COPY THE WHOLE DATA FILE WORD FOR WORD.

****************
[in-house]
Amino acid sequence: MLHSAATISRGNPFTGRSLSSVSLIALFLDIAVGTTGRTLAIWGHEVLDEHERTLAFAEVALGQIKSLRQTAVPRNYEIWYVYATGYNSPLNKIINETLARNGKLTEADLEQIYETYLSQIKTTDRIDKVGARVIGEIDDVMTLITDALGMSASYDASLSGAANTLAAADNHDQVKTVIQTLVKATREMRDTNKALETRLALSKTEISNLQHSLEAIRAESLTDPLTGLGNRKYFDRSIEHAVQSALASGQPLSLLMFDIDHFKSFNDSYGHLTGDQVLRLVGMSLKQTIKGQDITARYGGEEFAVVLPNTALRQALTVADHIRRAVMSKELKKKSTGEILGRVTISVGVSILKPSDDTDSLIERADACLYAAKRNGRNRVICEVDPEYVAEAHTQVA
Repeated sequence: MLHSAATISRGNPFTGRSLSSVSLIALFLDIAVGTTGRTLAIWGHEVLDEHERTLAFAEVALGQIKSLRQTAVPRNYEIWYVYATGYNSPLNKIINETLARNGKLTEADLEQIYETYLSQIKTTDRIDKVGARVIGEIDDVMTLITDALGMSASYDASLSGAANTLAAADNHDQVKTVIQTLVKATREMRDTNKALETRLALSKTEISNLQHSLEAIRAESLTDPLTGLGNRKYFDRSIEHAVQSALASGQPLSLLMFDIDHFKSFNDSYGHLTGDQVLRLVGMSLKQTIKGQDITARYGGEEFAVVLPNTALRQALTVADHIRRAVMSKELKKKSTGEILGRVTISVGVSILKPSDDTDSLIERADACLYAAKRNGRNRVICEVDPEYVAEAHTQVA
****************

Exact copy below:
[in-house]
Amino acid sequence: MLHSAATISRGNPFTGRSLSSVSLIALFLDIAVGTTGRTLAIWGHEVLDEHERTLAFAEVALGQIKSLRQTAVPRNYEIWYVYATGYNSPLNKIINETLARNGKLTEADLEQIYETYLSQIKTTDRIDKVGARVIGEIDDVMTLITDALGMSASYDASLSGAANTLAAADNHDQVKTVIQTLVKATREMRDTNKALETRLALSKTEISNLQHSLEAIRAESLTDPLTGLGNRKYFDRSIEHAVQSALASGQPLSLLMFDIDHFKSFNDSYGHLTGDQVLRLVGMSLKQTIKGQDITARYGGEEFAVVLPNTALRQALTVADHIRRAVMSKELKKKSTGEILGRVTISVGVSILKPSDDTDSLIERADACLYAAKRNGRNRVICEVDPEYVAEAHTQVA
Repeated sequence: MLHSAATISRGNPFTGRSLSSVSLIALFLDIAVGTTGRTLAIWGHEVLDEHERTLAFAEVALGQIKSLRQTAVPRNYEIWYVYATGYNSPLNKIINETLARNGKLTEADLEQIYETYLSQIKTTDRIDKVGARVIGEIDDVMTLITDALGMSASYDASLSGAANTLAAADNHDQVKTVIQTLVKATREMRDTNKALETRLALSKTEISNLQHSLEAIRAESLTDPLTGLGNRKYFDRSIEHAVQSALASGQPLSLLMFDIDHFKSFNDSYGHLTGDQVLRLVGMSLKQTIKGQDITARYGGEEFAVVLPNTALRQALTVADHIRRAVMSKELKKKSTGEILGRVTISVGVSILKPSDDTDSLIERADACLYAAKRNGRNRVICEVDPEYVAEAHTQVA